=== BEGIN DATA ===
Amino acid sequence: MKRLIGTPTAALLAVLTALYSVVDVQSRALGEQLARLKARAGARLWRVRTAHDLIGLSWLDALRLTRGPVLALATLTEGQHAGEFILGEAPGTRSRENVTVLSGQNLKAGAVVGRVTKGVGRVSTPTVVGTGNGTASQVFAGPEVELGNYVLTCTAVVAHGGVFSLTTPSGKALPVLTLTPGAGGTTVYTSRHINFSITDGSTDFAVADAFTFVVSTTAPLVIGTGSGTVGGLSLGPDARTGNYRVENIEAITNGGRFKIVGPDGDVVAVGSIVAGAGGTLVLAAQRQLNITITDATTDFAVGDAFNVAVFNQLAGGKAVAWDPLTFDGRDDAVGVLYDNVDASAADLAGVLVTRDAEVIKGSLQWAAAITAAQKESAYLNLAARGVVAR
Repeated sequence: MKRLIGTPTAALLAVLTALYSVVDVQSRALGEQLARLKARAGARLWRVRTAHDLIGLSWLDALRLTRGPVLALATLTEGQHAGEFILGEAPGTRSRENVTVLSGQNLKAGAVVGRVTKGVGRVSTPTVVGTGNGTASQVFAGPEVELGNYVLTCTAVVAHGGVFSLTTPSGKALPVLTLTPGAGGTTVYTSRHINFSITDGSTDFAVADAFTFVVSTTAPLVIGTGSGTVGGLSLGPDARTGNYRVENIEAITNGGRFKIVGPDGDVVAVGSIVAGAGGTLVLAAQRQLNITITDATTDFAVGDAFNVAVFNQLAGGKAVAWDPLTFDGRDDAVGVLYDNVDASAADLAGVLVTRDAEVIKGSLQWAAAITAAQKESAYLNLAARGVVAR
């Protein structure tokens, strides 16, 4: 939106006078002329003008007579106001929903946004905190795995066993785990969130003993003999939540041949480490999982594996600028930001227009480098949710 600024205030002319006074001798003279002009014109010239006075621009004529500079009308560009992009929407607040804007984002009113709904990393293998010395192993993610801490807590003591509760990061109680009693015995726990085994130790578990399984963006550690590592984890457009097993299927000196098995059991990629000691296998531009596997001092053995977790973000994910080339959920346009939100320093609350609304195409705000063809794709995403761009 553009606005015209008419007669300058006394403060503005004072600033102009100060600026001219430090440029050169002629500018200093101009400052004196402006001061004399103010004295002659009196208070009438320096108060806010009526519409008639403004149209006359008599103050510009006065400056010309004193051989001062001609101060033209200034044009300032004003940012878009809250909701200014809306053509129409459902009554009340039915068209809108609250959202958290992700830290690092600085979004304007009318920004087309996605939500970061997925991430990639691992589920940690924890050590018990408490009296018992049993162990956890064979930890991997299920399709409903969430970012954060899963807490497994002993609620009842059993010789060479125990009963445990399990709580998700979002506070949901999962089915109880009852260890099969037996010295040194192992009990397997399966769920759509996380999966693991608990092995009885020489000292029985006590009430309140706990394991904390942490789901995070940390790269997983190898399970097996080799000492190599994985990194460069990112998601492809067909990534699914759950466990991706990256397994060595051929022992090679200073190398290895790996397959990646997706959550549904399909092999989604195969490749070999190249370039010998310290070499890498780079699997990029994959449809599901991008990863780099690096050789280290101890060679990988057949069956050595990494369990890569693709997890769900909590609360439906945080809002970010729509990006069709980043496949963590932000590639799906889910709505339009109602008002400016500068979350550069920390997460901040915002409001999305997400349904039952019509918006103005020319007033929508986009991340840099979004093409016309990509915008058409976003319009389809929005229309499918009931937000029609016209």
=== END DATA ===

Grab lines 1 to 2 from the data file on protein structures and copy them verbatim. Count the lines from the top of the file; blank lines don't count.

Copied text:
Amino acid sequence: MKRLIGTPTAALLAVLTALYSVVDVQSRALGEQLARLKARAGARLWRVRTAHDLIGLSWLDALRLTRGPVLALATLTEGQHAGEFILGEAPGTRSRENVTVLSGQNLKAGAVVGRVTKGVGRVSTPTVVGTGNGTASQVFAGPEVELGNYVLTCTAVVAHGGVFSLTTPSGKALPVLTLTPGAGGTTVYTSRHINFSITDGSTDFAVADAFTFVVSTTAPLVIGTGSGTVGGLSLGPDARTGNYRVENIEAITNGGRFKIVGPDGDVVAVGSIVAGAGGTLVLAAQRQLNITITDATTDFAVGDAFNVAVFNQLAGGKAVAWDPLTFDGRDDAVGVLYDNVDASAADLAGVLVTRDAEVIKGSLQWAAAITAAQKESAYLNLAARGVVAR
Repeated sequence: MKRLIGTPTAALLAVLTALYSVVDVQSRALGEQLARLKARAGARLWRVRTAHDLIGLSWLDALRLTRGPVLALATLTEGQHAGEFILGEAPGTRSRENVTVLSGQNLKAGAVVGRVTKGVGRVSTPTVVGTGNGTASQVFAGPEVELGNYVLTCTAVVAHGGVFSLTTPSGKALPVLTLTPGAGGTTVYTSRHINFSITDGSTDFAVADAFTFVVSTTAPLVIGTGSGTVGGLSLGPDARTGNYRVENIEAITNGGRFKIVGPDGDVVAVGSIVAGAGGTLVLAAQRQLNITITDATTDFAVGDAFNVAVFNQLAGGKAVAWDPLTFDGRDDAVGVLYDNVDASAADLAGVLVTRDAEVIKGSLQWAAAITAAQKESAYLNLAARGVVAR